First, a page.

It’s only a little over halfway through the year and already 37 Australian women have been killed by violence.
On average, at least one Australian woman is killed by a current or former partner a week, and about one in six women have experienced sexual or physical violence since the age of 15.
Last month, the rape and murder of Melbourne woman Eurydice Dixon again ignited national conversation about preventing violence against women.
What’s driving this violence?
Rigid gender roles and stereotyped constructions of masculinity and femininity are key drivers of violence against women.
Australia’s world first national framework to prevent violence against women identifies challenging rigid gender roles and stereotypes as a key action in preventing such action in the first place.
To create lasting change, prevention needs to encompass multiple strategies across a range of places in our community. One key strategy is to begin early in the home.
Start early, at home
Early childhood is a key developmental period when children begin to learn about gender.
Gender is different from a person’s biological sex. A person’s sex is based on physical features such as anatomy, hormones and reproductive organs. Their gender is the way they think and act based on learned roles and social expectations.
From birth, children learn about gender-appropriate attitudes and behaviours through gender socialisation. They learn to “do” gender through internalising gender norms and roles as they interact with people around them.
Families are primary agents of gender socialisation, and often provide children’s first sources of information and learning about gender.
Read more: Can a four-year-old be sexist?
Children begin to understand and act out gender roles and stereotypes at an early age.
The degree to which they internalise and adopt stereotyped attitudes and behaviours can have long term effects on their attitudes, behaviours and values.
People who support rigid gender roles and relations are more likely to endorse attitudes that justify, excuse, minimise or trivialise violence against women, or blame or hold women at least partially responsible for the violence against them.
Not all boys who play with trucks are going to end up violent. But traditional masculine gender roles and ideologies (for example, “men need to be tough”) are associated with men’s violence against women.
Researchers have yet to carry out longitudinal (long-term) studies to directly track the impact of early education in the home on outcomes related to gender equality and violence against women.
However, research suggests parents can play an important role in promoting gender equality and building children’s resilience to rigid gender stereotypes in early childhood, a key action to prevent violence against women.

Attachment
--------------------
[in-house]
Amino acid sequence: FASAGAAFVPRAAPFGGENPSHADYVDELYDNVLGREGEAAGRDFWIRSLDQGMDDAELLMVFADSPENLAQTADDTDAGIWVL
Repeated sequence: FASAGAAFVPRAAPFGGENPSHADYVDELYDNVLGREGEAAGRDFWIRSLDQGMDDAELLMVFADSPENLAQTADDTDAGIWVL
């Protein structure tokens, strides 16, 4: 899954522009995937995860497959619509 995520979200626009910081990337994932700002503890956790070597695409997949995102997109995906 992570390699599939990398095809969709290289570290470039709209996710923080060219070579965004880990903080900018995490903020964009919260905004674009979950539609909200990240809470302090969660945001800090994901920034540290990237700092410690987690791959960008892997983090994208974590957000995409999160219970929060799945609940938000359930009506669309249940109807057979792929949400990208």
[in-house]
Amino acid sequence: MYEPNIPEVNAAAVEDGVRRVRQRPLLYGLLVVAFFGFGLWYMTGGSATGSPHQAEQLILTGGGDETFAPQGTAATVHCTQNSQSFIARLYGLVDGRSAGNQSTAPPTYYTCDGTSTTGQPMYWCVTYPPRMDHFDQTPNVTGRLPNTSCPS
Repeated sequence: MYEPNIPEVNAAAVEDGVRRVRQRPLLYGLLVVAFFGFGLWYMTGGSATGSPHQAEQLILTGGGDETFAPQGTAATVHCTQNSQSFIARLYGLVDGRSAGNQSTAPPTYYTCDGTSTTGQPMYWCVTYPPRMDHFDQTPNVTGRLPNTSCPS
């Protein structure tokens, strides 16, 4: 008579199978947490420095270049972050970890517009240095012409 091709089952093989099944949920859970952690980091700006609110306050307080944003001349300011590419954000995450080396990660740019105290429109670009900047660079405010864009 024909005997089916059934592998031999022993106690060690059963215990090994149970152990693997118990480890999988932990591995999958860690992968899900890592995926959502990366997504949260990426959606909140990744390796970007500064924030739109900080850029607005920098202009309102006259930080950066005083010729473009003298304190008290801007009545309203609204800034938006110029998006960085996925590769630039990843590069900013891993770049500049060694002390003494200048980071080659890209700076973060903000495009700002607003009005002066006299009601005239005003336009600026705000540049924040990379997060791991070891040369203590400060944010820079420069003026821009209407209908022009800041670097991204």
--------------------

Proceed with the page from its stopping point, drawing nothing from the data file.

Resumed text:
What practical things can parents do at home?
Parents first need to become more aware of rigid gender stereotypes and consciously question their existence, necessity and impact.
Parents often implicitly reinforce gender stereotypes, even when they intend not to. For example, parents can convey messages about gender appropriate emotions and activities when reading their children storybooks. For instance, they might label gender-neutral sad characters as girls and angry characters as boys.
Parents can also promote gender equality by supporting a range of activities for both their sons and daughters.
From infancy, boys are often given more sports equipment, toy cars and tools, while girls are given more dolls, kitchen appliances and pink clothing.
Yet infants often have equal and overlapping interests in toys and it is the gendered marketing of toys that subsequently influences their preferences as they age.
What resources are available?
Interactive techniques, like role-playing, storytelling and games can help teach children about gender equality.
For example, parents and children can play a printable card game or similar activity to match female and male characters doing the same profession.
In Australia, parents can use resources from the #BecauseWhy campaign, launched this year to encourage parents to challenge rigid gender stereotypes and promote diverse interests with their young children.
The campaign, run by Our Watch, involves digital resources including a website, short films and online articles.
The Everyday Q&A page offers practical tips for how parents can challenge rigid gender stereotypes by talking with their children and others.
For example, in situations when children might say, “tea sets are for girls”, the campaign suggests prompting a conversation about why the child thinks that, and offering an alternative view.
That might be, “I can see why you think that, but don’t you think it would be great if we could all play with whatever we want? How about you pick any toy you want?”.
Parents can’t do it alone
It is impossible for parents alone to comprehensively change gender relations. However, when accompanied by other community interventions, for instance in schools and in the workplace, early childhood is a prime opportunity to create effective change.
Supporting parents to promote more diverse concepts of gender with their young children may reduce rigid gender stereotypes tied to attitudes that support violence, and create a more gender equitable community in the long term.